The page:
Our Kids reveals American class inequality – which has all-too-evident parallels here

Robert D Putnam is that rare creature, a political scientist who has risen above specialism and skilful use of statistics to become the “poet laureate of civil society”. Since the publication in 2000 of Bowling Alone, which charted the weakening of social ties in modern America, he has been courted by civic and religious leaders, including Barack Obama. His latest book, Our Kids, has already inspired passionate essays by Francis Fukuyama, Ed Miliband and Tristram Hunt, each, tellingly, finding in Putnam’s research a subtly different message.

Our Kids is an absorbing sketch of the US in the 21st century, built on hundreds of ­interviews with families around the nation (most of which were conducted by Putnam’s research associate Jennifer M Silva) and employing a hefty range of empirical evidence. The book’s starting point is Putnam’s home town, Port Clinton in Ohio, which in the 1950s was a “passable embodiment of the American Dream”. Putnam is careful to acknowledge the racial and sexual prejudices of that era and to note: “Class differences were not absent . . . [but] those differences were muted.” For all that, Port Clinton was, he believes, a “site of extraordinary upward mobility . . . In the breadth and depth of the community support we enjoyed, we were rich, but we didn’t know it.”

Returning home more than half a century later, he finds the town to be a place of stark contrasts, a “poster child for the changes that have swept across America in the last several decades”. Our Kids charts the new divide, with the poor struggling to survive economically, educationally and emotionally, while the middle classes lead largely stable, prosperous lives.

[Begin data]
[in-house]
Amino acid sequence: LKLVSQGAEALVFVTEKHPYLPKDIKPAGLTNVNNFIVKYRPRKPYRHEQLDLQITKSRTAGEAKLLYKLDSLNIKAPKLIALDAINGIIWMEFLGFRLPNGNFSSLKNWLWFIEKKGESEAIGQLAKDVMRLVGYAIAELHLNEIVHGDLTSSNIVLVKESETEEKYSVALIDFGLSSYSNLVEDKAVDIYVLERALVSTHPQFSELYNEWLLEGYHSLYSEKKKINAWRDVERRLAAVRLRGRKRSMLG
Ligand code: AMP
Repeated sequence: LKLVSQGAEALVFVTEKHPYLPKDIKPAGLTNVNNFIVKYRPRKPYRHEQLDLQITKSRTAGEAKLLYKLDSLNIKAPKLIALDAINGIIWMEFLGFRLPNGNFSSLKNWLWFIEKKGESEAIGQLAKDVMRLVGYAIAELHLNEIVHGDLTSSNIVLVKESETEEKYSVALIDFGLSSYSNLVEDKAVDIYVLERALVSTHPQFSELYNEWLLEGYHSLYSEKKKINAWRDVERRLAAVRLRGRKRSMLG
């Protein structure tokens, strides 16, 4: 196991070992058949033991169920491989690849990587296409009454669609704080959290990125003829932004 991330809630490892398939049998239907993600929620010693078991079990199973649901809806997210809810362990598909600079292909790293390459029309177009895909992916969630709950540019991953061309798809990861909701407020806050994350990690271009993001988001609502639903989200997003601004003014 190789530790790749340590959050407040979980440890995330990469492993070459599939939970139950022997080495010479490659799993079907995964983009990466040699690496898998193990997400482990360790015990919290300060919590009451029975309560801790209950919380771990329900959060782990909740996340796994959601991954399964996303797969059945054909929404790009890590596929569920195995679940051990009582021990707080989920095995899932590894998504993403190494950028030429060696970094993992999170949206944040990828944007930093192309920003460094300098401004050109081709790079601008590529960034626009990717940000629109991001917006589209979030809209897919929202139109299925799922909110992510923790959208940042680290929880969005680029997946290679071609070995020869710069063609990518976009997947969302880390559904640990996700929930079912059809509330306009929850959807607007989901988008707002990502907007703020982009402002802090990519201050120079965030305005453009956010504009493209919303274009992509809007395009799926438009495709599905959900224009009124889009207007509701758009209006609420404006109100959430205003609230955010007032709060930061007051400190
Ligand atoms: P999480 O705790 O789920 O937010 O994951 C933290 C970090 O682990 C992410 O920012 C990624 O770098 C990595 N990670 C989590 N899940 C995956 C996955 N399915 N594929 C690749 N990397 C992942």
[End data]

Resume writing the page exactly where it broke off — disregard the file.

Putnam touches on some striking features of the new inequality, from the rapid growth of a black and Latino middle class to how the better-off are more likely to be politically involved than their poor counterparts, who have become disengaged and distrusting. Although crime has fallen to near-record lows, there has been an exponential (and expensive) rise in imprisonment, particularly of black men, with catastrophic implications for the families left behind.

There is even a striking new divide in family relations. Among the middle classes, the 1950s model of stay-at-home mother and wage-earner father has given way to two graduate working parents, both highly involved with their children. Middle-class children enjoy every advantage: access to good schools, a broader range of extra-curricular activities, a wide net of parental contacts and even the social benefits of family dinners. (Dining together is a particular obsession of Putnam’s.) Intensive parenting has become the norm. As one middle-class father in Oregon says, “We ask more questions in a week than my parents probably asked in four years through high school.”

At the other end of the economic scale, low wages, unemployment, insecure housing and welfare cuts have fractured poorer families, often held together by a single parent or grandparent trying to keep the household safe in drug- and crime-ridden areas. Early deprivation lays the foundations for a lifetime of health and psychological problems, diminishing the development of important “executive functions” such as concentration and impulse control.